Staff Publications

Staff Publications

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    'Staff publications' is the digital repository of Wageningen University & Research

    'Staff publications' contains references to publications authored by Wageningen University staff from 1976 onward.

    Publications authored by the staff of the Research Institutes are available from 1995 onwards.

    Full text documents are added when available. The database is updated daily and currently holds about 240,000 items, of which 72,000 in open access.

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Record number 355325
Title Impact of small scale water harvesting on household poverty : evidence from northern Ethiopia
Author(s) Hagos, F.; Kruseman, G.; Abreha, Z.; Linderhof, V.G.M.; Mulugeta, A.; Girmay, G.
Source Amsterdam : Vrije Universiteit; Institute for Environmental Studies (PREM working paper 07/01)
Department(s) Development Economics Group
LEI Regional economy & land use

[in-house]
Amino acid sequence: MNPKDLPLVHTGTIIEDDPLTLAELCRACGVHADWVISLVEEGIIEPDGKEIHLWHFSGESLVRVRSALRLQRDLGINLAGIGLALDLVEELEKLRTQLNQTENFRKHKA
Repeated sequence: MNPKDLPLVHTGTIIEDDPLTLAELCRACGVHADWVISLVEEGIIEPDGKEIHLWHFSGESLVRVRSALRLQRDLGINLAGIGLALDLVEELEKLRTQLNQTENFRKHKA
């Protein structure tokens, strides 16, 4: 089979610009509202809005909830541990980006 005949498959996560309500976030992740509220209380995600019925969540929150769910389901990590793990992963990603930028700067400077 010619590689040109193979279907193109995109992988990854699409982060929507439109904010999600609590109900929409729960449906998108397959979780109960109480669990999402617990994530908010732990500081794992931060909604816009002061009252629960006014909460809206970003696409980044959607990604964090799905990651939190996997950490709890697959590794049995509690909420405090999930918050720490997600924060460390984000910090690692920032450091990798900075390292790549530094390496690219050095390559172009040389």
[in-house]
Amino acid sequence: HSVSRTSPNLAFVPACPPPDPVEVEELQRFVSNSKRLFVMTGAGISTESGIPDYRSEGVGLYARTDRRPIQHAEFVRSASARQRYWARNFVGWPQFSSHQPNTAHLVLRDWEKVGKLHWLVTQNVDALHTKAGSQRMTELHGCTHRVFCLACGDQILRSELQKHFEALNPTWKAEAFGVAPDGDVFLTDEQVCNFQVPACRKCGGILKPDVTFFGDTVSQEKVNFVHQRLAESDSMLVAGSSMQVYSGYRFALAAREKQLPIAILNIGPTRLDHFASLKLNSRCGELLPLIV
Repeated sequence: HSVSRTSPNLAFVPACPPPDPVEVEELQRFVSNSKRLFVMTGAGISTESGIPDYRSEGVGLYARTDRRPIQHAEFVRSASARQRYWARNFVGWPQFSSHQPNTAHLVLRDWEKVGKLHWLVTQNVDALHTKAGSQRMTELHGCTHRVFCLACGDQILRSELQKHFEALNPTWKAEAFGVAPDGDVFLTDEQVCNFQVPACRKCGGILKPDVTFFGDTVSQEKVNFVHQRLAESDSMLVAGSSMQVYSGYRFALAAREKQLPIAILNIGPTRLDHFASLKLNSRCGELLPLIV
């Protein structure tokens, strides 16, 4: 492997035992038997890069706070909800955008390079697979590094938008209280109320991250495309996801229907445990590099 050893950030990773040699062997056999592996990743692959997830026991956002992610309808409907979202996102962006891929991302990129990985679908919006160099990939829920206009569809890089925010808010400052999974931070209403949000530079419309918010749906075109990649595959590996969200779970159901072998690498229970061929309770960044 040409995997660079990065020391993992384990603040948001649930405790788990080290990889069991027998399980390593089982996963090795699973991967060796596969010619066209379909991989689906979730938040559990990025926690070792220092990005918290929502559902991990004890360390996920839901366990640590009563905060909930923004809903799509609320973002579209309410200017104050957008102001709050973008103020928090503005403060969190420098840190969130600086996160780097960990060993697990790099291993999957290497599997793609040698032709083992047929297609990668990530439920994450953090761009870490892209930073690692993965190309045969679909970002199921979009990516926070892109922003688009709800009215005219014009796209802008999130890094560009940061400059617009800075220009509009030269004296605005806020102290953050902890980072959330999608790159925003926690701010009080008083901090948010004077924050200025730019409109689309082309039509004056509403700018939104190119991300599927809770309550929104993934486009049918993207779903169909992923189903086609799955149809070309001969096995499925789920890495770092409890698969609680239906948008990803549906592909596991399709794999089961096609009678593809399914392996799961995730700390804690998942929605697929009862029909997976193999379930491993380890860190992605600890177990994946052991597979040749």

LEI Regional economy & land use
Publication type Scientific report
Publication year 2007
Keyword(s) ontwikkelingslanden - regenwateropvang - landbouwhuishoudens - armoede - uitgaven voor consumptie - putten - plassen - kleine landbouwbedrijven - ethiopië - ontwikkelingseconomie - developing countries - water harvesting - agricultural households - poverty - consumer expenditure - wells - ponds - small farms - ethiopia - development economics
Categories Development Economics
Abstract Water harvesting is increasingly seen as a means of reducing poverty in many drought prone areas. While extensive efforts are going on in constructing and providing smallholder farmers with water harvesting structures, such as household ponds and wells in Ethiopia, there is limited effort to systematically assess the impact of households¿ access to ponds and wells on household welfare. This study applies advanced econometric evaluation techniques to assess whether households with ponds and wells are better off compared to those without. It also explores the factors that explain household level poverty. Results show that households with ponds and wells are not significantly better off compared to households without, even though they are comparable in essential household characteristics. A range of household characteristics, demographics, asset endowments and village level factors were found to be significant in explaining household poverty. Policy conclusions are drawn.
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